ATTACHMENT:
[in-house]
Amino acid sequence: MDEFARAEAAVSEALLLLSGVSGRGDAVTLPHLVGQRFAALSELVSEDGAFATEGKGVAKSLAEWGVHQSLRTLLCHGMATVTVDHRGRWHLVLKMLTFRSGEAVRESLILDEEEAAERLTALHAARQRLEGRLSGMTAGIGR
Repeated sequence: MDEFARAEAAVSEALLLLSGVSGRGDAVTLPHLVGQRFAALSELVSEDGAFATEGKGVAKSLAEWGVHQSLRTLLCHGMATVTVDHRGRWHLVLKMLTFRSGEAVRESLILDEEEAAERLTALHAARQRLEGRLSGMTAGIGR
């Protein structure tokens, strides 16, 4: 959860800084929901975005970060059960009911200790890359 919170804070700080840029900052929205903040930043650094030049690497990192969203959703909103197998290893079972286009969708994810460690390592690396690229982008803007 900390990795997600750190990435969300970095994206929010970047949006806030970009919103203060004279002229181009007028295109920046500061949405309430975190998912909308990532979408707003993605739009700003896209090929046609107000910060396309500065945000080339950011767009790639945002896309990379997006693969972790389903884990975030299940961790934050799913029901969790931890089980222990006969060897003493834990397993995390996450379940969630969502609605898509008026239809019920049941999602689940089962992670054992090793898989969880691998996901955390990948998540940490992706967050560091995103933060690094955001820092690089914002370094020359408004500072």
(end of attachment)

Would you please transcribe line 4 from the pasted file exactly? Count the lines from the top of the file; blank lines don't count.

């Protein structure tokens, strides 16, 4: 959860800084929901975005970060059960009911200790890359 919170804070700080840029900052929205903040930043650094030049690497990192969203959703909103197998290893079972286009969708994810460690390592690396690229982008803007 900390990795997600750190990435969300970095994206929010970047949006806030970009919103203060004279002229181009007028295109920046500061949405309430975190998912909308990532979408707003993605739009700003896209090929046609107000910060396309500065945000080339950011767009790639945002896309990379997006693969972790389903884990975030299940961790934050799913029901969790931890089980222990006969060897003493834990397993995390996450379940969630969502609605898509008026239809019920049941999602689940089962992670054992090793898989969880691998996901955390990948998540940490992706967050560091995103933060690094955001820092690089914002370094020359408004500072």